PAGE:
As I said above, a lot of poetry on the go. Wednesday’s newsletter about Hanif Abdurraqib made me rattle my dags to catch up with the two books of his I hadn’t finished - in anticipation of this week’s new release. I can report that his 2019 poetry volume, A Fortune For Your Disaster, is very good. Lots of cool music references in there, as always. But the absolute revelation was his book about A Tribe Called Quest. I devoured this. Hugely recommend it. Wistful, nostalgic and wise. Got me bumping some of those killer songs again too. It’s also a deep read on the surrounding vibe of hip-hop and politics. So many great moods felt and heard in this book.

I’m also reading two of Michael Rosen’s poetic memoirs. Both beautiful.

And I was super excited to find this Bob Dylan book this week. Paul Williams is a great writer. But he wrote this angry tirade in instant reaction to Dylan’s born-again phase in 1980. One of the most maligned and mis-understood eras of Dylan’s music - and recent compilations have helped in bringing a new light to best of the music. So I’m looking forward to delving into the pages here this weekend.


The time felt right to start watching Black Books again from the start. And I was instantly pleased that I did this. So funny. So good. So many great memories. A perfect alignment of a winning set of scripts and a brilliant cast. Yes, yes, it’s a Dylan Moran vehicle - but he’s so ably supported by not just Bailey and Greig but the many great cameos and bit-part players.

We’ve also been enjoying watching South Park, adding that into our rotation alongside Futurama and The Simpsons.

I’m a big fan of the online Masterclass series’ (or which more in a future newsletter no doubt). I mostly watch the ones by writers but also some of the ones about filmmaking, music and even topics slightly more opaque than that. But the current fave is Steve Martin discussing comedy.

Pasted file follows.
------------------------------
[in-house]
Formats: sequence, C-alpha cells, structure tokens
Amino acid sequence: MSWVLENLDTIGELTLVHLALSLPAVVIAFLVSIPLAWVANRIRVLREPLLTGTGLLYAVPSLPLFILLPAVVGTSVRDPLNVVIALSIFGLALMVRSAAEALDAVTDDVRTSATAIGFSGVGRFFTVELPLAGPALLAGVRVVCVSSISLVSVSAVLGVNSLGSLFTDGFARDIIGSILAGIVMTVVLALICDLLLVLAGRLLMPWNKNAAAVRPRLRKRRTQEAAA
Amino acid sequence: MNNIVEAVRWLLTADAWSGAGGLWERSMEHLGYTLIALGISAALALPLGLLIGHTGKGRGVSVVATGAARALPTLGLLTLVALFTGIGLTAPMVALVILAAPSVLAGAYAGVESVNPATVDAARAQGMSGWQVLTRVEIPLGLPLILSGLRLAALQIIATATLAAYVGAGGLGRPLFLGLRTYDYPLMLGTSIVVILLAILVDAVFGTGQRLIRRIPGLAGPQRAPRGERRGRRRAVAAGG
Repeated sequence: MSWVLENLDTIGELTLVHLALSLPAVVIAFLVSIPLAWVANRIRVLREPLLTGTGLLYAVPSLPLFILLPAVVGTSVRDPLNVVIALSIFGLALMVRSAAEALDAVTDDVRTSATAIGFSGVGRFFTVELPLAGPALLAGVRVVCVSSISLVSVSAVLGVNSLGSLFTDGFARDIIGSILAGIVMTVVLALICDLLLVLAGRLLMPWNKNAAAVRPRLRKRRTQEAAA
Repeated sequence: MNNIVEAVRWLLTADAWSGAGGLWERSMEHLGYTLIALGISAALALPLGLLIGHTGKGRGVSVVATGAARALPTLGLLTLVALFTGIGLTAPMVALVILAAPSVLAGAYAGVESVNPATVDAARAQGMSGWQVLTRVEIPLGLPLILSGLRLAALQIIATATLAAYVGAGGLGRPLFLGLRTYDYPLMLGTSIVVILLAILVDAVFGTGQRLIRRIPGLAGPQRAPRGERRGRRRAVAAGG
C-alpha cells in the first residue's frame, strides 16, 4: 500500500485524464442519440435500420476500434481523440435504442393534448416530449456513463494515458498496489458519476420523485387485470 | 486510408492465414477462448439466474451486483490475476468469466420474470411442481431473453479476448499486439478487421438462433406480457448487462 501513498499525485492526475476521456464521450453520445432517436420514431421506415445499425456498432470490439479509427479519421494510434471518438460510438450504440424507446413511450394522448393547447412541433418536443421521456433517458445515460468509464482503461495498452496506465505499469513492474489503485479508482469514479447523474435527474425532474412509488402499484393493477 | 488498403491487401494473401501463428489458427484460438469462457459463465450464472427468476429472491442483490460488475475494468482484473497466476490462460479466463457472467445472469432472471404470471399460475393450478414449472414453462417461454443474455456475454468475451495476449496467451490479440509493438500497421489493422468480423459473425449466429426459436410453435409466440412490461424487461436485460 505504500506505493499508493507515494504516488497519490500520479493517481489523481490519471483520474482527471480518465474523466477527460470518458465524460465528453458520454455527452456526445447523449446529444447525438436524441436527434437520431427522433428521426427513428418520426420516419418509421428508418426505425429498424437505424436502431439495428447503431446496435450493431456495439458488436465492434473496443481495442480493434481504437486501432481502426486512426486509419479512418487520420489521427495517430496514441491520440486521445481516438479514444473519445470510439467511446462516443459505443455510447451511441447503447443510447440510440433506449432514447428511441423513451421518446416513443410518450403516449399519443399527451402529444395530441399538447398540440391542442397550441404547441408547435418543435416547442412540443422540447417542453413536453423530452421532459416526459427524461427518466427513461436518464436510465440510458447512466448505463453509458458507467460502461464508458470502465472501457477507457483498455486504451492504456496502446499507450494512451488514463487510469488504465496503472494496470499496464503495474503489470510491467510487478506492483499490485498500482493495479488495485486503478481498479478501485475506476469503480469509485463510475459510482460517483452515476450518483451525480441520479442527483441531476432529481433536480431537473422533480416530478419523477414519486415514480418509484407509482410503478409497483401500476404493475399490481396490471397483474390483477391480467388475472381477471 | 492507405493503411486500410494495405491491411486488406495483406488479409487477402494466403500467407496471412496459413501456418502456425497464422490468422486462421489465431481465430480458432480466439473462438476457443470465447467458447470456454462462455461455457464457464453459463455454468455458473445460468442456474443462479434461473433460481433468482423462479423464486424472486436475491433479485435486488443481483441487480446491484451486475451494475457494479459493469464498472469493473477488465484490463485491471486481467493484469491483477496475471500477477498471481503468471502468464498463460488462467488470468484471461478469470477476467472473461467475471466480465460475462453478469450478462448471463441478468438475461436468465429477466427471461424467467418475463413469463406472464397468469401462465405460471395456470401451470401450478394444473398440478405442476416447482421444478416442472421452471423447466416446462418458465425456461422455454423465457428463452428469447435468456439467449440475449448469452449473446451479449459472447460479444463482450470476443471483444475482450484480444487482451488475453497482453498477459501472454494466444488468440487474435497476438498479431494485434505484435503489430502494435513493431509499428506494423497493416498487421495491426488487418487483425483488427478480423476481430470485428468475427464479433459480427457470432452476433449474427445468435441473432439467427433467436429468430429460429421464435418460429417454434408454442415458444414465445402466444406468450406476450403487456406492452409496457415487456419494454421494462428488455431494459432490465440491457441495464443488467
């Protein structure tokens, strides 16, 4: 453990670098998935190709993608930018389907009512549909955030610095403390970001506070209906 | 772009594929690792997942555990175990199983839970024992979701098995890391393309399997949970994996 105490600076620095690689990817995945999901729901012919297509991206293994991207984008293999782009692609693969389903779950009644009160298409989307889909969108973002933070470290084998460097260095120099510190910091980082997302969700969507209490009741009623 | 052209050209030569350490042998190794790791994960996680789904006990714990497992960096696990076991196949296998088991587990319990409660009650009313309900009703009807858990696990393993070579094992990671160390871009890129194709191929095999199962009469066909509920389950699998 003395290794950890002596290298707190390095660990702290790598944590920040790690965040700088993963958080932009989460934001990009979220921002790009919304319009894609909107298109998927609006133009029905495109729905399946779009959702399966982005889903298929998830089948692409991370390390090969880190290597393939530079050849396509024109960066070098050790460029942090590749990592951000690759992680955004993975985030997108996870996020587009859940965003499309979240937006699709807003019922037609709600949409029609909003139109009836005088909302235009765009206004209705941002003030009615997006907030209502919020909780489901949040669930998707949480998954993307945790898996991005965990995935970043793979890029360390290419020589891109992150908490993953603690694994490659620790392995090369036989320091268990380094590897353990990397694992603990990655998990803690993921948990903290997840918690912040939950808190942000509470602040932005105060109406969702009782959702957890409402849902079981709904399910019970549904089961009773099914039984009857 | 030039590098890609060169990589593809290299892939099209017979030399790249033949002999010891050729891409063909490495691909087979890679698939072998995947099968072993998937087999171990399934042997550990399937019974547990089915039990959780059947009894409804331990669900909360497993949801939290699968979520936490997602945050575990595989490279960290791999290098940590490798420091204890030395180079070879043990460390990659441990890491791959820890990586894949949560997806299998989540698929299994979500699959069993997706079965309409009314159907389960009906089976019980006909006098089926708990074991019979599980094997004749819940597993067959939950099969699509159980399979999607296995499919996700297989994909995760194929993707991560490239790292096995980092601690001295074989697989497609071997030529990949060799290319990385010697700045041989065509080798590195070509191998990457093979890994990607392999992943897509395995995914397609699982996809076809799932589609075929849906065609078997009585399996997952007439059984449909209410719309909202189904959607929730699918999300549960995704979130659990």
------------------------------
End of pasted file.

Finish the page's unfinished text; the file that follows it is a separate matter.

I had a big week listening to Warren Zevon (which was reflected in yesterday’s newsletter). I also started back in on some audiobooks. I’m a recent convert to the audiobook format. It felt like I was cheating on reading. But the right book, read by the right voice is a new experience in and of itself. It’s not cheating. It’s just a new way to process and experience ‘reading’.

And I worked back through the Crowded House catalogue - in anticipation of tonight’s gig. Very excited to be hearing the hits (and some deep cuts no doubt). At their best Crowded House was a brilliant band making perfect mature pop music. That finite catalogue is nice to explore again and again.


On my podcast this week I talked to actor, singer and arts admin stalwart Mere Boynton.

From Longreads: Musicians are in peril at the mercy of giant monopolies that profit off their work.

David Farrier’s Webworm looked amusingly (and distressingly) at becoming clickbait this week.

Looking for more voices to try on Substack? Here’s nine of the best.

I hope you have a great weekend. It’s nice being up in the bay. I miss my little family gang - of course. But it’s great to see some of my best old buddies from school. And we’ll relive some old times and great energies hearing some wonderful music tonight - no doubt.

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I took this photo below in Dannevirke - a shop window display.